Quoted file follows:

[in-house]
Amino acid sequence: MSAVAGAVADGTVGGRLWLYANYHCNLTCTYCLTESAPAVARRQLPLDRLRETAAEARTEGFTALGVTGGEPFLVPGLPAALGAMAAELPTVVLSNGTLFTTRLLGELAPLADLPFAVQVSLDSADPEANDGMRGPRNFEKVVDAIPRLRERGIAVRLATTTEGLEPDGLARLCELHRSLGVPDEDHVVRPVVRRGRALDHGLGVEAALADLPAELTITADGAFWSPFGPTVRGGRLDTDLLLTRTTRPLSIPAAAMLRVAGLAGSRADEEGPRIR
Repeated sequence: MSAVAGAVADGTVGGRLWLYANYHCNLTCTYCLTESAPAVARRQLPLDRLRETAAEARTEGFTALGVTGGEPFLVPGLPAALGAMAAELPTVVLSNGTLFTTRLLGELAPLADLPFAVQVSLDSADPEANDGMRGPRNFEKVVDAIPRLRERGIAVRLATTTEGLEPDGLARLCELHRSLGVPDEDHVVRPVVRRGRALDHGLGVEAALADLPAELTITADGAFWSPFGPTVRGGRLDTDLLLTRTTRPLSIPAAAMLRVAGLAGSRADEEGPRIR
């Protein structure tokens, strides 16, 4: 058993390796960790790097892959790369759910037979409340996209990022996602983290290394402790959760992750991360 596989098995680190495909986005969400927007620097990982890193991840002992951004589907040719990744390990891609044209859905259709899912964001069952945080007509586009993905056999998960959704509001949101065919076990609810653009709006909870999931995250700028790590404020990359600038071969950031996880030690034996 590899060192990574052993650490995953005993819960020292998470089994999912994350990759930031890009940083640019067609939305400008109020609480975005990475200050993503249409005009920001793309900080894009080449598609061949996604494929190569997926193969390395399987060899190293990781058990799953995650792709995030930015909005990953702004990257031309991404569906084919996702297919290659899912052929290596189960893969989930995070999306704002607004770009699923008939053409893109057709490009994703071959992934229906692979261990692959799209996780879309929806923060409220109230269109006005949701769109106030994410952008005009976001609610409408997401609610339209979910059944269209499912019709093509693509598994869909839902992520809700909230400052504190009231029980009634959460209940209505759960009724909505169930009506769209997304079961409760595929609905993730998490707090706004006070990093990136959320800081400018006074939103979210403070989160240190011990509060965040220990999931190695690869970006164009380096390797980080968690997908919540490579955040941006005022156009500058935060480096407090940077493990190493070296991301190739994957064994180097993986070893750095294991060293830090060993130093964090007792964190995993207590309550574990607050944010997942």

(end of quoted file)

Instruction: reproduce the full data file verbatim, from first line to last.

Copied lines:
[in-house]
Amino acid sequence: MSAVAGAVADGTVGGRLWLYANYHCNLTCTYCLTESAPAVARRQLPLDRLRETAAEARTEGFTALGVTGGEPFLVPGLPAALGAMAAELPTVVLSNGTLFTTRLLGELAPLADLPFAVQVSLDSADPEANDGMRGPRNFEKVVDAIPRLRERGIAVRLATTTEGLEPDGLARLCELHRSLGVPDEDHVVRPVVRRGRALDHGLGVEAALADLPAELTITADGAFWSPFGPTVRGGRLDTDLLLTRTTRPLSIPAAAMLRVAGLAGSRADEEGPRIR
Repeated sequence: MSAVAGAVADGTVGGRLWLYANYHCNLTCTYCLTESAPAVARRQLPLDRLRETAAEARTEGFTALGVTGGEPFLVPGLPAALGAMAAELPTVVLSNGTLFTTRLLGELAPLADLPFAVQVSLDSADPEANDGMRGPRNFEKVVDAIPRLRERGIAVRLATTTEGLEPDGLARLCELHRSLGVPDEDHVVRPVVRRGRALDHGLGVEAALADLPAELTITADGAFWSPFGPTVRGGRLDTDLLLTRTTRPLSIPAAAMLRVAGLAGSRADEEGPRIR
């Protein structure tokens, strides 16, 4: 058993390796960790790097892959790369759910037979409340996209990022996602983290290394402790959760992750991360 596989098995680190495909986005969400927007620097990982890193991840002992951004589907040719990744390990891609044209859905259709899912964001069952945080007509586009993905056999998960959704509001949101065919076990609810653009709006909870999931995250700028790590404020990359600038071969950031996880030690034996 590899060192990574052993650490995953005993819960020292998470089994999912994350990759930031890009940083640019067609939305400008109020609480975005990475200050993503249409005009920001793309900080894009080449598609061949996604494929190569997926193969390395399987060899190293990781058990799953995650792709995030930015909005990953702004990257031309991404569906084919996702297919290659899912052929290596189960893969989930995070999306704002607004770009699923008939053409893109057709490009994703071959992934229906692979261990692959799209996780879309929806923060409220109230269109006005949701769109106030994410952008005009976001609610409408997401609610339209979910059944269209499912019709093509693509598994869909839902992520809700909230400052504190009231029980009634959460209940209505759960009724909505169930009506769209997304079961409760595929609905993730998490707090706004006070990093990136959320800081400018006074939103979210403070989160240190011990509060965040220990999931190695690869970006164009380096390797980080968690997908919540490579955040941006005022156009500058935060480096407090940077493990190493070296991301190739994957064994180097993986070893750095294991060293830090060993130093964090007792964190995993207590309550574990607050944010997942």